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  • 1. The Solar System Earth Science 1st Semester
  • 2.
    • The sun is the central hub of a rotating wheel of planets, their moons, and many other smaller celestial objects, such as comets and asteroids.
    • The sun is estimated to contain 99.85% of the mass of our solar system .
  • 3.
    • The planets traveling outwards from the sun are as follows: Mercury, Venus, Earth, Mars, Jupiter, Saturn, Uranus, and Neptune.
    • Pluto is no longer considered a planet.
  • 4.
    • Due to the sun’s gravity , all planets move in an elliptical orbit in the same direction around the sun.
    • The closer a planet is to the sun, the faster it travels in its orbit.
  • 5. The Planets: An Overview
    • The planets fall into two groups – the terrestrial planets, and the Jovian planets.
  • 6.
    • The terrestrial planets include Mercury, Venus, Earth, and Mars.
    • They are relatively small and rocky .
    • Since they are closer to the sun they are also known as the inner planets .
  • 7.
    • The Jovian planets include Jupiter, Saturn, Uranus, and Neptune .
    • They are huge planets made primarily of gas .
    • Since they are further from the sun, they are known as outer planets .
  • 8.
    • Size is the most notable difference between the terrestrial and Jovian planets.
    • Density, chemical makeup, and the rate of rotation are other ways in which the two groups of planets differ.
  • 9.
    • The planets have different densities because of their different chemical compositions.
  • 10. The Interiors of the Planets
    • The substances that make up the planets are divided into three groups based on their melting points.
    • Gases: Hydrogen and Helium – have melting points near absolute zero (-273  C or 0 kelvin)
    • Rocks : made from compounds of silicates and metallic iron , both of which have melting points above 700  C.
  • 11.
    • Ices: Include ices made from compounds of ammonia, methane, carbon dioxide , and water.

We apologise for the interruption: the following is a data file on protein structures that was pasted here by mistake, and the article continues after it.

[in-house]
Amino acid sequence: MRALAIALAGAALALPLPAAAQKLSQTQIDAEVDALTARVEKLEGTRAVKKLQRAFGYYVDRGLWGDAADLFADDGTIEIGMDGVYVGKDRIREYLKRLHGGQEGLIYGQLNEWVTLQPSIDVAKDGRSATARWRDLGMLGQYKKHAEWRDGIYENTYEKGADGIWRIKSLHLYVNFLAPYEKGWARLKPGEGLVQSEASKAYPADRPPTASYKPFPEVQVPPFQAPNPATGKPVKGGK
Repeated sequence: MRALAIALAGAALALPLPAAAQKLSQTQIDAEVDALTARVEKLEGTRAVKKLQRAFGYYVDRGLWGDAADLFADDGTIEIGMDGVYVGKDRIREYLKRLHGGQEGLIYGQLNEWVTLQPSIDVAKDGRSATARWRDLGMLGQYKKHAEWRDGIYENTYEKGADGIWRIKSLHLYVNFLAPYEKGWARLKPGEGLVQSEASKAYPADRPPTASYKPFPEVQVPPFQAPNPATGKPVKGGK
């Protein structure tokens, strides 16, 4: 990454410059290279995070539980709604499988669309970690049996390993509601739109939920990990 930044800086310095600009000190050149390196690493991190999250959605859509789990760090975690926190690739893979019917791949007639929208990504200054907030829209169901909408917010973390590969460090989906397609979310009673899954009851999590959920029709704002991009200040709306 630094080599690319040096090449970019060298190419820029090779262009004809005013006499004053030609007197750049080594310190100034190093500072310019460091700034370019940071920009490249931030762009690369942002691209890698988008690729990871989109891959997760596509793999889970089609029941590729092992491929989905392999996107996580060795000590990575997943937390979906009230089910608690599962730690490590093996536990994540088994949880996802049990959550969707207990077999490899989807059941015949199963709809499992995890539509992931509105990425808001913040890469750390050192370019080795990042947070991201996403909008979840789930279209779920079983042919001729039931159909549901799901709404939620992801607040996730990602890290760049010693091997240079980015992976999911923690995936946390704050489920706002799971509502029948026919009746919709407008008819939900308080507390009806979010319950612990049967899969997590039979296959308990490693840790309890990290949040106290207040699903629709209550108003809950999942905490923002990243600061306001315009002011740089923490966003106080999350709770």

• These particular ices have intermediate melting points.
  • 12.
    • Terrestrial planets are dense and consist mostly of rocky and metallic substances.
    • They have very little gas and ice .
  • 13.
    • The Jovian planets are less dense because they contain:
    • Large amounts of gases like hydrogen and helium.
    • Ices made from water, ammonia, and methane.
    • The outer planets cores contain rocky and metallic materials.
  • 14.  
  • 15. The Atmospheres of the Planets
    • A planet’s ability to hold onto an atmosphere depends on its mass and temperature .
    • Small, relatively warm planetary bodies , with small surface gravity cannot hold much gas.
  • 16.
    • Therefore, terrestrial planets have very thin atmospheres .
    • Jovian planets however, have very thick atmospheres composed of hydrogen, helium, methane and ammonia.
    • They are able to retain thick atmospheres due to their large mass, and low temperatures.
  • 17. Formation of the Solar System – Nebular Theory
    • Nebula are clouds of dust and gas in space.
    • These thin, gaseous clouds begin to rotate in space and collapse in upon themselves.
    • As they continue to contract , they begin to spin faster .
  • 18.
    • According to the nebular theory , the sun and planets formed from just such a rotating disk of dust and gases.
    • As the speed of rotation increased, the center of the disk began to flatten out and increase in temperature.
    • The sun eventually formed in this location.
  • 19. Planetesimals
    • Planets began to grow as solid bits of matter began to collide and clump together in a process known as accretion.
    • The colliding matter formed small irregularly shaped bodies known as planetesimals .
  • 20.
    • As the collisions increased , the planetesimals grew in size , eventually growing large enough to exert a gravitational pull on surrounding objects and pull them in.
    • In this fashion the planetesimals added more mass and grew into true planets.
  • 21.
    • In the inner solar system, only metals and rocks with high melting points and high densities could remain.
    • The sun is too hot for materials with low melting points to stay solid.
    • The sun does not attract items with low densities towards it.
  • 22.
    • Materials with low melting points and low densities (like gases) would be forced into the outer solar system due to the sun’s heat and the solar wind.
    • In the outer solar system, the colder temperatures allowed materials with low melting points to form up as ice.
  • 23.
    • The Jovian planets were able to form from accumulating solid bits of matter but also from large quantities of ice.
    • Eventually, the Jovian planets grew so large that they were able to attract even the lightest gases like hydrogen and helium.